Galesburg Register-Mail from Galesburg, Illinois on August 1, 1963 · Page 4
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August 1, 1963

Galesburg Register-Mail from Galesburg, Illinois · Page 4

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Thursday, August 1, 1963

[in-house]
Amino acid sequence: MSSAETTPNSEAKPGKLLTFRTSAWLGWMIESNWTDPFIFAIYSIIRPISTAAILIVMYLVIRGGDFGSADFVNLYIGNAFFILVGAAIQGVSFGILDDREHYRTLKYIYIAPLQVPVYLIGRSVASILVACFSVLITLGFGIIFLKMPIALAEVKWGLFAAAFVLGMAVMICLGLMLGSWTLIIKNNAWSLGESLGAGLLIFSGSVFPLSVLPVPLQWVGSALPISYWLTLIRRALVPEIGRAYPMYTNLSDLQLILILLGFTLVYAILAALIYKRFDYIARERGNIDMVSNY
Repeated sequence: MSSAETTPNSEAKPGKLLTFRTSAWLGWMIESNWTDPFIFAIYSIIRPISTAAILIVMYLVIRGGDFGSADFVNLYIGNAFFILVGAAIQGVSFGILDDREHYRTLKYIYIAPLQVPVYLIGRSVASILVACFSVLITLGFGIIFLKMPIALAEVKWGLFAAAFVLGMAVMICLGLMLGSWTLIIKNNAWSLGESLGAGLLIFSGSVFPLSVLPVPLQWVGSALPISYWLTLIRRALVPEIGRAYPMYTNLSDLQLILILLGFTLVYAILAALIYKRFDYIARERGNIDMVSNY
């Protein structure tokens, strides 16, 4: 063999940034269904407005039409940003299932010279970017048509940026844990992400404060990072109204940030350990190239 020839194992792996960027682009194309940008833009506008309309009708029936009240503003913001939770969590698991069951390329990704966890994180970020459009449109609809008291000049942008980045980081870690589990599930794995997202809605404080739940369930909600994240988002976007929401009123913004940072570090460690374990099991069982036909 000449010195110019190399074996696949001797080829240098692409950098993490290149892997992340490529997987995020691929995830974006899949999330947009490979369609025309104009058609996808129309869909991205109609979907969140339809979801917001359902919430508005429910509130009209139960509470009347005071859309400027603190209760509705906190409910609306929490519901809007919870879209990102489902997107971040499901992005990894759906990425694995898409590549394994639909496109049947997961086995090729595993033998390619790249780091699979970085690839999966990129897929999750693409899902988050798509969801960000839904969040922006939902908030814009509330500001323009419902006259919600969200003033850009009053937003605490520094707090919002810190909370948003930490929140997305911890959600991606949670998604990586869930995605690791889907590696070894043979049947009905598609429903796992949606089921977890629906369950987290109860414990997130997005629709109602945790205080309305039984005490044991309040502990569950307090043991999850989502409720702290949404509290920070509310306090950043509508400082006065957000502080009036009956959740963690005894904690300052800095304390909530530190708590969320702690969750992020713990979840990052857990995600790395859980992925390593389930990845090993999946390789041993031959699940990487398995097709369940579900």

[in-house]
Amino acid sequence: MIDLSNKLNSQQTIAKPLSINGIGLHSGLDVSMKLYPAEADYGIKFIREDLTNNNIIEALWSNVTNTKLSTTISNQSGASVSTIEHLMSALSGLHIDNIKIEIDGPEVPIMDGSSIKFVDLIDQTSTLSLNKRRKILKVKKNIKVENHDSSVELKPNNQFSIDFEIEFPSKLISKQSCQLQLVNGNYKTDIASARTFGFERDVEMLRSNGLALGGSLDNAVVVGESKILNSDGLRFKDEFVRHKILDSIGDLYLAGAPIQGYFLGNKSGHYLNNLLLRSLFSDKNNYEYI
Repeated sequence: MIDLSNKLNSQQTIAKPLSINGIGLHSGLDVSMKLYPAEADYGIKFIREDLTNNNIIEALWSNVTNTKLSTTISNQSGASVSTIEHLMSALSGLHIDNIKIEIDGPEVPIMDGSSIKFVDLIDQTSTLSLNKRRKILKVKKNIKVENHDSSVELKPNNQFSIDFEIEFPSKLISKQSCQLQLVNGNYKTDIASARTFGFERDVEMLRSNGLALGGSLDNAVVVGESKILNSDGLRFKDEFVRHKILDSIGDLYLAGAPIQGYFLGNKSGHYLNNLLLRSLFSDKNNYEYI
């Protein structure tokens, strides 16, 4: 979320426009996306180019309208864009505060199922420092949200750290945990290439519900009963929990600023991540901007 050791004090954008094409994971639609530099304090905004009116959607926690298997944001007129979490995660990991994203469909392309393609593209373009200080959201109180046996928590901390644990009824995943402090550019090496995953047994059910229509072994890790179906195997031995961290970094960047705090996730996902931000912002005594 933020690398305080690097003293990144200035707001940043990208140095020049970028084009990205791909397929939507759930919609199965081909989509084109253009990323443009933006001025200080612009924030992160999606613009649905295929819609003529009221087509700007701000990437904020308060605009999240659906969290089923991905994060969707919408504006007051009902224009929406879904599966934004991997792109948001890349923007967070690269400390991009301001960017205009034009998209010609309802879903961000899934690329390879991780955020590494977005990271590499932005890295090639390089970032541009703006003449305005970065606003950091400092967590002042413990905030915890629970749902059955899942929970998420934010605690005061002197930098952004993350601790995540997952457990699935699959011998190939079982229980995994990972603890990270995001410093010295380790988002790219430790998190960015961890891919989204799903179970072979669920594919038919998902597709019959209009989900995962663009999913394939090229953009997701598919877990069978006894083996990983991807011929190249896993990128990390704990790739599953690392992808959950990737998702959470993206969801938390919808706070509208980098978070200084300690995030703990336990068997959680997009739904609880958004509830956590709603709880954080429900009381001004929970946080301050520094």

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Galesbur ister-Moil, Gaelsbur *Relax-They Agreed to Wait a Whilel 9 GOP Nomination May Be ark) Horse By PETER EDSON WASHINGTON (NEA) year before the Republican National Convention nominates its A about equal die-hard strength at San Francisco, with neither being able to get ft majority (of the nomination. 1964 presidential candidate in Since both Rockefeller and San Francisco, the job seems up for grabs. r Sixteen possibilities are already being mentioned. More may be expected. The fact that so many nominees are being put in the running indicates nobody has the nomination sewed up. THE CURRENT theory of some observers, that New York Gov, Nelson Rockefeller and Arizona Sen. Barry Goldw&ter have knocked each other out on the civil rights and far right issues, is probably premature. There is still plenty of steam behind both drives, though neither man has formally announced. The factor which brings out all the other presidential possibilities seems to be a fear that Rocke- Goldwater have their enemies as well as their friends, the hunt is on for a compromise candidate nobody is mad at and who would satisfy a majority in the badly split GOP. This is what brings out the favorite son suggestions. They would control state delegations for the opening ballots to establish bargaining positions. There are eight so far.* In preferred positions are Gov. George Romney of Michigan, who is not far behind the two leaders, and Gov. William W. Scranton of Pennsylvania. There are two other governors, James A. Rhodes of Ohio and Mark Hatfield of Oregon. In Congress there are three favorite son senators — Gordon feller and Goldwater will have Allott of Colorado, Clifford Case of New Jersey and Thruston B. Morton of Kentucky, though the last two disclaim any interest. Finally, Rep. James W. Byrnes of Wisconsin; THEN YOU COME to the really dark horses of whom there are six so far. Sen. Thomas H. Kuchel and ex-Sen. William F. Knowland of California are being proposed to head their state delegation as favorite son candidates for bargaining purposes. There is an element here of keeping the ultraconservatives from capturing the delegation and going for Gold* water. While former Vice President Richard M. Nixon — now a New Yorker — has announced he will not be a candidate in 1964, he does expect to have a loud voice in naming the candidate. If offered the nomination as a compromise, he'd probably take it. Gen. Lucius D. Clay is being boomed for the nomination by a committee headed by former Rep. Hamiitofl Fish of New York. Gen. Clay says he is not a candidate. Mr. fish says the general would be responsive tea draft. 1 Sen. John J. Williams of Delaware is being suggested by an* other group headed by Nicholas L. Kruysman, a New York envelope manufacturer. Sen. Williams has made a great record as an ex- poser of government waste and inefficiency. He has considerable stipport from businessmen. Rut in his home state he is regarded more as a vice presidential possibility. All the presidential possibilities who don't get top place on the GOP ticket may also be put in this class. THE MOST INTRIGUING DARK HORSE who has just come out of the shadows is Dr. Milton S. Eisenhower, Ike's brother, who is now president of John Hopkins dark horse of destiny they are University. All Republicans agree looking for. that the Eisenhower name is still magic with votefs, Dr. Eisenhower recently took over chairmanship of a Critical Issues Council for the Republican Citizens Committee, This is the group organized it the Eisenhower farm a year ago to muster support from independent and Democratic voters. The Citizens Committee has insisted all along that it is not an imitator of the Democratic Advisory Committee which operated under the late National Committee Chairman Paul Butler during the Eisenhower administration. But many responsible Republican leaders now admit that the policy papers prepared by DAC are responsible for John I\ Kennedy being in the White House today. If Dr. Milton Eisenhower could perform a similar miracle for the Republicans within the next year, it is conceded he might be the Test Ban Is Clearly West 9 Disadvantage EDITORIAL Comment and eview The Need of New Highways Plaintive stories are coming from the eral years at present planning. Meanwhile und and thunder over more densely-populated sections of the United highway trucks States, these summer vacation days, about Galesburg streets, and the city proves a tedi- the misery of travel on crowded roads. Traf- ous slowdown spot for countless through- bound autoists, detracting from whatever lus- By FULTON LEWIS JR. WASHINGTON - It was December 1961, and Nikita Khrushchev thundered, "We'd be slobbering fools if we did not carry out nuclear tests." There was no evidence of senility last week as Khrushchev, smiling but not slobbering, gave the green lfght to his diplomatic lackey, Andrei Gromyko, to initial the partial nuclear test ban approved by representatives of Great Britain and the United States. In little more than 18 months, the ever-cagey Soviet premier had seen the nuclear balance of power tip in his favor and in July 1963 it was time for a test ban. NOT THAT the "ban" approved by the Bjg Three last week is what the name implies. While outlawed by word, tests can still be conducted outside the atmos­ phere. There is no way, as scientists of the Brg Three agreed in July 1959, to detect nuclear tests conducted far above the earth. Soviet scientists may find themselves working in East Germany, Hungary, Poland, and Rumania. Not covered by the ban, the Soviet-dominated countries of Eastern Europe may test — in the atmosphere, in outer space, in the tfttto the grounded to their sea, heart content. WERE the Soviets to keep their promise not to test — and past performances make this exceedingly doubtful — the test ban would still be to our disadvantage. Congressman Craig Hosmer, ranking Republican on the Joint Atomic Energy Committee and one of the country's best experts on nuclear strategy, tells why: 1. U. S. progress in development of high-yield, 30- to 100-megaton weapons will be paralyzed at the very time Soviet scientists have achieved these capabilities. The United States will be unable to cope with Khrushchev's long- range program of "hardening" his missile sites. The consequent inability to mete out destruction to Soviet weaponry will decrease the Capability of our deterrent force in direct ratio to increases in Soviet power. It is equivalent to cutting back our SAC (Strategic Air Command) squadrons, ICBM (Inter-Continental Ballistic Missiles) bases, and Polaris submarine patrols. 2. U. S. progress in developing a defense against enemy missiles will come to a halt at the same time Soviet scientists appear to fic density is fast catching up to highway ca- ter QUr corporate image might otherwise pacity, and at times and spots it has already possess. acught up. For the individual motorist, the It is American population increase that warnings are increasingly plain—driving is accounts for what is happening—that and the now more difficult than it ever has been, and activities that are collectively called modern is becoming more so every day. living. There will be nothing but increase for Thus the mushrooming system of tollways these factors, so that the only answer is to and freeways, the great and complex express- provide the size and type of highways that way systems around the larger cities, are will facilitate movement of the traffic and clearly necessary as long as individual motor easing of its congestion. FINDING Folly of Comparison By RALPH W. LOEW, D.D. Newspaper Enterprise Assn. travel and truck transport continue to expand. Providing for more people, more traffic, more business, in all phases of life, is neces- THE ART of comparison with one's neighbor is an ancient device. The Pharisee who insisted The Galesburg area is sharing in this de- sary for the local communities of the nation, that he was not as bad as the velopment, and latest data on road-building Is Galesburg doing all it can, all it should, to timetables indicate that the U.S. 34 by-pass expand with the times? Progressive steps here, and the Interstate 74 construction must be helped, and not blockaded, as they through our locality, both desirable right now, are coming along none too fast. Neither of make their need apparent. Everyone's help is needed, that the progressive steps may be these improvements will be in service for sev- wise ones yet as prompt as necessary. Summer Football p Nothing testifies more to professional foot- cendant, 42-20, in the wilting 79-degree heat. ball's enormous appeal than the fact that 75,- The College All-Stars have won only two of the last 11 games in the series sponsored by Chicago Tribune Charities, Inc. To purists, football in early August will seem only slightly less ridiculous than foot- 000 Field, Friday, to watch the college class of 1963 try to whip champions of the National Football League. The result is practically ball in June, an example of which was the re- preordained. The N.F.L. champion Green cent "College Bowl" in Buffalo played with Bay Packers have finesse and a keenly devel- the temperature in the 80s. But the profes- oped instinct for the jugular. Youth, beef, sional football enthusiast is not easily sated, and vestiges of the old college try are about and the seasons keep getting longer. The hulking 270-pound linemen gladly endure heat- Last year's exhibition—it can scarcely be and violence—in exchange for junior execu- all the All-Star team have going for them. contest—ended tive-style salaries. Panaceas, Anyone? So these two businessmen were settling the big issues of the day as they rode to work. Tax cuts and tax reforms? The unemployment situation and the "It's about time," said one, "that these national economy? guys in Washington wake up to what's really going on in this country and around the world. Between the White House and Congress, we're trol? getting nowhere fast. The country is really The farm problem? The population explosion and birth con- in a mess. it And on and on and on. We mention those headaches—only a few The other man nodded. "Things are rough, of the scores to plague the administration all right," he said. "But I'd sure hate to be and the lawmakers in Washington-not to ex- the ones who have to try to straighten them cuse an y errors of Judgment or action that may be made, but to emphasize the scope and sue of the tremendous task facing our national leaders. The freedom to second guess and to serve as Monday morning quarterbacks is an inalienable right of every American. But there out. it So would we all. Most any one of us can call the shots when we're sitting on the sidelines and no one is keeping score on us. But how many of us would welcome the responsibility of having a voice of authority in rendering judgment and final decisions in such is also the obligation to help solve those prob- problems as: The railroads' management-labor prob lem? The racial unrest throughout the coun try? • The continuous and insistent tug between management and labor, erupting into open breaks around the country from day to day? tween management and labor, erupting into open breaks around the country from day to day? lems by individual effort, sober judgment, calm action, fair play and loyal citizenship. Contrary to what we may be told or what we may think at times, the voice of the people still prevails in America. Each of us is part of that voice. Each of us is part of America. One special point should be remembered by anyone writing to a legislator or congressman. Be sure you know what you are writing about, and that you are not simply expressing some rather vague and off-beat suppositions. publican standing in the corner is only one such example. We've had a rash of such comparison morality in our country, with cities in various parts of the nation insisting that they're not as bad as cities in other sections. The truth is that such comparisons are illogical and illusory. They tend to excuse a social sin or deflect an honest judgment. To have indulged in a moral indiscretion is not to be justified because one's neighbor is involved in two indiscretions. IT REALLY DOESN'T matter whether we're worse or better than some other section. What matters is simply that there must be some brave men trying to meet the problems, some heroic souls who are^ holding the forces of violence in leash, some magnificent minds that continue to be at work. Whatever the city or community, we require: More initiative in meeting The Almanac V By United Press International Today is Thursday, Aug. 1, the 213th day of 1963 with 152 to follow. The moon is approaching its full phase. The morning stars are Jupiter and Saturn. The evening stars are Mars and Saturn. Those born today include American author Herman Melville, in 1819. On this day in history: In 1790, the first U.S. Census was taken. The population was 3,929,214. In 1907, the U.S. Air Force was born, with the aeronautical division being set up in the U.S. Army office. In 1943, five Negroes were killed and 500 injured in a race riot in the Harlem district of New York City. Police jailed 500 others. In 1946, the U.S. Atomic Energy Commission was established. social problems and less public apathy. More staying with the problem instead of running away from it. • More statesmanship in political affairs and less petty, miserable backbiting. More realistic planning and less make-do substitutes. • More leadership from responsible citizens of all races before ruthless forces capture the frustrated. • More open discussion be- MAILBOX Number, Please Editor, Register-Mail: 3431221 — 1226075 — 0270137 —3437388 — 174 — 1907084 — IL- 8128B — 330-05-2651 — 308542 — HA7624 The above represent my two Phone Numbers, Army Serial, Social Security, Bank Box, Fishing License, Boat License, Bank Account, Car License, Auto Insurance, and now comes Zip-Code! The only solution I can think of is to get a Convict number and then I could forget all the others. —Herb Hart. Daylight or S.T.? Editor, Register-Mail: . . . Daylight Saving Time hurts a vast majority of our citizens, and its benefits are dubious, to say the least. Standard Time is an advantage to most, good for all, hurtful to none . . . Rep. Kenneth J. Gray, (D-West Frankfort, 111.) and Rep. Melvin Price, (D-East St. Louis, 111.) have introduced bills in Congress (HR- 2335 and IIR-2532) to amend the Federal Standard Time Act with a provision eliminating daylight saving time. Letters to Gray and Price would be very appropriate. Opposition to Senate Bill S-1033 is required as it carries a provision for daylight saving time. Write your Senators to oppose this bill. For further particulars and instructions you may write me.— H. H. Horner, National chairman, Citizens for Standard Time, Rt. 2, Murphysboro, 111. tween individuals and groups so that communication can exist within our own neighborhood. • More imaginative courage and less pathetic retreating in confusion. Scripture is filled with instances of the folly of trying to indulge in such petty comparison. Jesus took hold of great moral absolutes such as "Thou shalt not kill,"- and "Thou shalt not steal." His listeners were feeling complacent and comfortable. None of them had murdered a neighbor or robbed his purse. This easy piety was punctured by the moral insight of a positive action. THIS IS no time for any city anywhere to boast it is better than another, or to condemn a city by saying that it is worse than another. What is needed is a kind of moral discipline that keeps us looking at ourselves with the quality of honesty that comes from a precise and heroic faith. As Paul Scherer has written, "We proclaim a Gospel that didn't get out of a feather bed to yawn its way sleepily through the earth; it got down off crosses, came stalking up out of fire, with the smell of flames on it." If we must compare, let's compare ourselves to the best. t The relation of the nuclear test ban Th ? k™**™ need suggestions that are log- treaty to a nonaggression pact? Who would want to try to guess right on this? t The controversial federal aid to schools issue? ical, seasoned, sensible. Mistaken counsel does no good for them or the senders' cause. The albatross has been known to follow ships for days without alighting. For all our days pass away un* der thy wrath, our years come to an end like a sigh.—Psalms 90:9. * * * As is a tale, so is life: not how long it is, but how good it is, is what matters.--Seneca. The ttegister-Mail welcomes considered, temperate, constructive expressions of opinion from its subscribers on current topics of local, regional, state and national interest in the form of letters to the editors. The Register-Man, however, assumes no responsibility for the opinio therein expressed. Because of space limitation letters should not exceed 200 words in length. They will be subject to condensation. Any letters lacking a complete signature or containing libelous or defamatory material will be rejected. No letters can be returned. The idea of the International Red Cross was born in 1859 on a battlefield in northern Italy. Henri Dunant, a young Swiss* came upon the scene of the bloody battle of Solferino, being fought between the armies of France and Italy on the one side and Austria on the other. The Swiss neutral organized a corps from near-by towns, plus travelers, priests and housewives, to tend, feed and comfort the injured. have developed such a capability. As Sen. Strom Thurmond, a general in the Army Reserve, told colleagues behind closed doors, the Soviet Union has installed an anti-missile complex at Leningrad. ANTI-MISSILE defense in the hands of the Soviet Union is another way of saying our deterrent against Soviet attack has weakened. It, too, is the equivalent of cutting back our manned bombers, our Polaris missiles, out Atlas and Minutemen missiles. If the warheads carried by these delivery systems are to be intercepted by Soviet defenses with any degree of efficiency, then they will not loom as large as deterrents to Soviet button- pushers. Conversely, the absence of an anti-missile capability by this country permits a Soviet fir'st- strike, surprise attack that would destroy our deterrent forces before they are put in operation. 3, The partial test ban treaty fritfoduces to America the completely new hazard of surprise abrogation. This is the situation where Soviet scientists, working in secrecy, would prepare an extensive series of atmospheric tests. DURING this period, which might last for years, U. S. laboratory work would deteriorate in quality and quantity along with our capabilities . for atmospheric testing. The net effect would be a quantum jump in Soviet nuclear capabilities which might well gain for them decisive nuclear superiority. Rep, Hosmei* concludes: . "Under such conditions, the West could expect at worst a nuclear Pearl Harbor and at best a surrender-or-die ultimatum." Copyright 1963 REMINISCING of Bygone Times Friday, Aug. 1, 1913 Terrorized by an intoxicated man brandishing an ax and peeping into windows, residents of Galesburg appealed to the police department for protection. Union authorities denied reports that Galesburg barbers were going to begin charging 35 cents instead of 25 for haircuts. They stated that the increase probably would not become effective for at least two months. TWENTY YEARS AGO Sunday, Aug. 1, 1943 One thousand people, representing employes of Gale Products, jammed the Knox County fairgrounds at Knoxville for a picnic. Rev. Alan Jenkins, new pastor of Central Congregational Church, delivered his first sermon on the subject, "Sharing Jesus' Creative Outlook." (jalesburg lfegfefer-Mail Office 140 Soutn Prairie Street, Galesburg, Illinois TELEPHONE NUMBER Register-Mail Exchange 342-5161 Entered ns Second Class Matter at the Post Office at Galesburg, 1111 no is, under Act of Congress Mp**rh 3. 1879. Daily except Sunday. Ethel Custer Schmith Publisher Charles Morrow Editor and General Manager M. H. Eddy Associate Editor And Director of Public Relations H, H. Clay Managing Editor N ational Advertising Representative: Ward-Griffith Company Incorporated, New Vork, Chicago, Detroit, Boston. Atlanta, San Francisco. Los Angeles Philadelphia, Charlotte, MEMTER AUDIT BUREAU OF CIRCULATIONS MEMBER ASSOCIATED PRESS The Associated Press is entitled exclusively to the use or republication of all the iocal news printed In this newspaper as weU as all AP news dispatches. SUBSCRIPTION RATES By Carrier in City of Galesburg 35c a week. By RFD mall in our retail trading zone: 1 Year $10.00 3 Months 13.50 6 Months $ 6.00 1 Month $1.25 No mail subscriptions accepted in towns where there is established newspaper boy delivery. By Carrier in retail trading zone outside City of Galesburg. 1 week SOe By mail outside retail trading zone in Illinois, Iowa and Missouri and by motor route in retail trading zone. 1 Vear $13.00 3 Months 13.71 6 Months $ 7.00 1 Month -fl.21 By mail outside !L';aole\ Iowa and Missouri I J-?" W8.00 3 Months $5.00 6 Months $ 0.50 I Month 12.00 Crossword Puzzzle ACROSS 1 Liquid bodies 5 Eucharistic liquid holders O liver oil 12 Italian stream ,13 Scottish lake fl4 Ice 45 Illumination 117 Observe , 18 Rings 119 Saturated In a liquid •21 Mineral springs 23 Male cat 124 Feast day (comb* form) (27 Herbert £. 329 Recompense 32 Terminate S34 Mulct 36 Devitalia* £7 Puzzles 38 Essential being. •39 Love god 41 Sioux City gal'. 42 Entangle • 44 Crafts 46 Least excitable 49 Winged 63 Aged 64 Actor « 66 Fourth Arabian caliph 57 Metal 58 Insights $9 Varnish ingredient 40 DepiessiQifc •lltafiaa communlts DOWN 1 Coarse hominy 2 Great Lake" $ Girl's name 4 Pollutes 1 111 ^ 6 Frozen dessert 7 Land measure) 8 Shroud 0 Soft fabric* :10 Molding 11 Legal document 16 Beach for 20 Heavy voli 22 Genus of grasses 24 Native of Media 25 Cutting implements, 26 Excitable' 28 Flavor 30 Unbleached 31 From himself 33 Utopian Answer to Previous Kmto araa un ^H i-jwLd • Qpsi HUM KOCH IZ'QQUJ wiHti H H H H] II M • Military gadget. M Painful Housekeeper 50 Affirmative) 1 43 Lukewarm 45 Abate 46 Fuel '47 Spanish stew votes 51 Canvas shatter 52 Gaelic 55 Explosive NEWSPAPER* &mRPJUSB 4SSML r